of transportation infrastructure. This is a second option for significantly improving the sustainability of transportation and logistics, with the burden of large investments needed to green the public infrastructure as a basis for greener transportation and logistics systems in the day-to-day business. All solutions will have to integrate future information-based services and options [70
]. Chances of economic development depend heavily on such solutions as, otherwise, economic growth and wealth may be restricted [71
]. Specifically, public provision of green transportation may come about in two forms:
For rail- and network-based services, the state may provide the network infrastructure (as done today in many ways, by paying for the railway networks, etc.). This could be undertaken in a sustainable way, as, for example, the state producing and providing renewable energy for electrified railway tracks. This would have to happen at market-bearable costs or even at subsidized cost levels in order to support a modal shift from truck to rail transport.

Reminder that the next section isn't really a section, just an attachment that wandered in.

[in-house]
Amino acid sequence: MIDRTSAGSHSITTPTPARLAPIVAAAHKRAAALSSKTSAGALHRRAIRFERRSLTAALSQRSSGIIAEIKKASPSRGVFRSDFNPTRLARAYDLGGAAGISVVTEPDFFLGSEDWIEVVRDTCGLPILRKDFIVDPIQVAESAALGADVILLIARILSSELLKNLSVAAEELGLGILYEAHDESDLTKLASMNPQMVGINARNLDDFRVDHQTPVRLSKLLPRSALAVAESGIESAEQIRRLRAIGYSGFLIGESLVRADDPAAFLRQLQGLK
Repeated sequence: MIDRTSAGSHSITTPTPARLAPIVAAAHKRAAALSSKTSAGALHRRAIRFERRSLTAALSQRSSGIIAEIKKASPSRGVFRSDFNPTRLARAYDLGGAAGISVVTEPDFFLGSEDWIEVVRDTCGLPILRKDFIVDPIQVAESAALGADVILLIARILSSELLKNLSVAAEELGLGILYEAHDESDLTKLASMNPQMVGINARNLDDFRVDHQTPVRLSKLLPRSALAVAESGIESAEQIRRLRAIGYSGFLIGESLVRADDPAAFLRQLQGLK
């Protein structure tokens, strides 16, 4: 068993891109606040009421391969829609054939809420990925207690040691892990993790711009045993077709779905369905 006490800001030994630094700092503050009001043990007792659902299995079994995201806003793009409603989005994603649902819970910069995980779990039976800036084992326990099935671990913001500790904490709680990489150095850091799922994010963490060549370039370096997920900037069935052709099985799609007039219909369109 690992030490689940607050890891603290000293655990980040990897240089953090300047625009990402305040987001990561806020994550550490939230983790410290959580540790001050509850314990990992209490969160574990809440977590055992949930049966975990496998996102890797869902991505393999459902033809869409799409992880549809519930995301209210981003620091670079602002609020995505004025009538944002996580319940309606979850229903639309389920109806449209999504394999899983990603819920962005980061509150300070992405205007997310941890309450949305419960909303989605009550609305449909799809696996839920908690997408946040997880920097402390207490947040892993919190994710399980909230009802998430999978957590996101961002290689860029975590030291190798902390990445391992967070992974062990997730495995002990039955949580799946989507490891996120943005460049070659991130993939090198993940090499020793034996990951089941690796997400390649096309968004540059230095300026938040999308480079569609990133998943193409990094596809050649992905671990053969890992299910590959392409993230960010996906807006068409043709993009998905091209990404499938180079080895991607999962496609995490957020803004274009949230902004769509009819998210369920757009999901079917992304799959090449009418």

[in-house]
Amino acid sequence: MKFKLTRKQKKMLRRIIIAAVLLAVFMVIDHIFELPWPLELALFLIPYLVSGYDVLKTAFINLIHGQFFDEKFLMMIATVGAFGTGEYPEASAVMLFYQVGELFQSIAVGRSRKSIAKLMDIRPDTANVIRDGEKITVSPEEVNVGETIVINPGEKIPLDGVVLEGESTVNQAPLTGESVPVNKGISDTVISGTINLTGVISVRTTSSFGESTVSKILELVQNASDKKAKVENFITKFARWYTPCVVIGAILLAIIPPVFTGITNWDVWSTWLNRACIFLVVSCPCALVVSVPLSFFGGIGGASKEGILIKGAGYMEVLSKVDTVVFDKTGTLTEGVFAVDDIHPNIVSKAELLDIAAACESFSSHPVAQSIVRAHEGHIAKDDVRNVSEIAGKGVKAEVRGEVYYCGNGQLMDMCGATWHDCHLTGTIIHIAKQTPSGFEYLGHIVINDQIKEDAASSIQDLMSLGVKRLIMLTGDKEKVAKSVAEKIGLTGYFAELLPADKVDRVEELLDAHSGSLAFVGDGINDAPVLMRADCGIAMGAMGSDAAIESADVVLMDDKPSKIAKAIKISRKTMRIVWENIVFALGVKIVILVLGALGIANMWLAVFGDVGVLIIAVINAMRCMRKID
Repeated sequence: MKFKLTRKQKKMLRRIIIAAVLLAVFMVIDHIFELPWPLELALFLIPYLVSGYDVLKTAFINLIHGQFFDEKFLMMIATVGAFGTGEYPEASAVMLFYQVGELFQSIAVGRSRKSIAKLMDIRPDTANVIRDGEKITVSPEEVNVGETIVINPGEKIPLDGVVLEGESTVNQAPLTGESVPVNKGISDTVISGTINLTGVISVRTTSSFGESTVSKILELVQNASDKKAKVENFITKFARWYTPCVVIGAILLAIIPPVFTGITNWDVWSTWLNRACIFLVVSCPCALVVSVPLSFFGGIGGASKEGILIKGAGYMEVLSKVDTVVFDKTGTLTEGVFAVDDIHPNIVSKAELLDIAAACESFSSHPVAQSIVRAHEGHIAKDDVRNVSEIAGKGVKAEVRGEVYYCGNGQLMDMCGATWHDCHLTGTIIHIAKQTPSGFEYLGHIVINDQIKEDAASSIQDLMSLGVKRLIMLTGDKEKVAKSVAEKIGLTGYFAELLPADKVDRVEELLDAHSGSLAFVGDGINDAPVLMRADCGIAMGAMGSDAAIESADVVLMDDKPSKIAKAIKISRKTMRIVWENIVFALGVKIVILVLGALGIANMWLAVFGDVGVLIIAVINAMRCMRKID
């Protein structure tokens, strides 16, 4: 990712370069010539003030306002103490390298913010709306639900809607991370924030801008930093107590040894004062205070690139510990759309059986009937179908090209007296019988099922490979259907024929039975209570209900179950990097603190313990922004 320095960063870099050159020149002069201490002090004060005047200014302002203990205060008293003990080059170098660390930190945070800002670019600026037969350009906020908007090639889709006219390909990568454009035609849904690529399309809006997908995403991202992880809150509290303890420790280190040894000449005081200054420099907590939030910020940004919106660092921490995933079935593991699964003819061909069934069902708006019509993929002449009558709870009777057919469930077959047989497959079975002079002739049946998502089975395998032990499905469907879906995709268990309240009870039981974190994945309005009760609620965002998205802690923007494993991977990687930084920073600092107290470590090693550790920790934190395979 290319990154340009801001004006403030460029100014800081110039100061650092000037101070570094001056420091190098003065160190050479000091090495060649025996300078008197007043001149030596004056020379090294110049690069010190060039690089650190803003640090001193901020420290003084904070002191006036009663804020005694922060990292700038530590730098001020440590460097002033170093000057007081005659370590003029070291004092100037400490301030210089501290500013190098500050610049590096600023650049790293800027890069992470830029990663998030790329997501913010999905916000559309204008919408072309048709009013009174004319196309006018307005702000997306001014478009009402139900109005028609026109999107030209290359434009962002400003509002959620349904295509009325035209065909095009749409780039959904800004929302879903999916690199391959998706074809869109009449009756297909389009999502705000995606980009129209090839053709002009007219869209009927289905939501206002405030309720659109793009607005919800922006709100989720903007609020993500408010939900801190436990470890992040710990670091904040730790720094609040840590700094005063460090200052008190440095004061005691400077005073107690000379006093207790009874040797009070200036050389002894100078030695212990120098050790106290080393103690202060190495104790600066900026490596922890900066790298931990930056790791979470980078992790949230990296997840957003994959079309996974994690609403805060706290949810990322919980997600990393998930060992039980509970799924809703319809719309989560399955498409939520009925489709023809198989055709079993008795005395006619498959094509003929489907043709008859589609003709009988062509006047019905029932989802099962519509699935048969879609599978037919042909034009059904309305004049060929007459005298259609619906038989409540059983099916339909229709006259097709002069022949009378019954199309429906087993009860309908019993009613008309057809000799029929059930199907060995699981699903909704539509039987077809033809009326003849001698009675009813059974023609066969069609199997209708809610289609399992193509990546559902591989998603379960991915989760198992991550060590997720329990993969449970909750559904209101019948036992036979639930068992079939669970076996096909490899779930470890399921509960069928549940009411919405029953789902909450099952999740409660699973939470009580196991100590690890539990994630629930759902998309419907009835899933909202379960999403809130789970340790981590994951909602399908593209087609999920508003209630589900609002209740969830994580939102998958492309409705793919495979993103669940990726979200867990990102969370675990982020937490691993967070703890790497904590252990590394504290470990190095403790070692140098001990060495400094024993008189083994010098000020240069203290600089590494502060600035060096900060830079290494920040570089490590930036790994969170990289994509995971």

For individual transportation i.e., road or sea, there might be an option for a publicly provided supply of biofuels. This has to be within the parameters of second-generation biofuels such as hydrogen produced from a renewable energy like wind energy. Also, the price would have to be heavily subsidized to be competitive with fossil fuels, at least for a start phase of 15 to 20 years. This has been performed successfully e.g., within the German renewable electricity production system from solar and wind sources. This could work in a productive and complementary manner to the first option of restricting or taxing carbon primary energy as then the subsidized price of the biofuels would not have to be so high—i.e., expensive for the taxpayer.
Both described provisions will necessitate a long-lasting and costly engagement of public policy and budgeting towards green transportation. In this way, however, there may be a real option for reducing absolute energy consumption and emissions from transportation in spite of growing transport volumes and alongside increased technological efficiencies.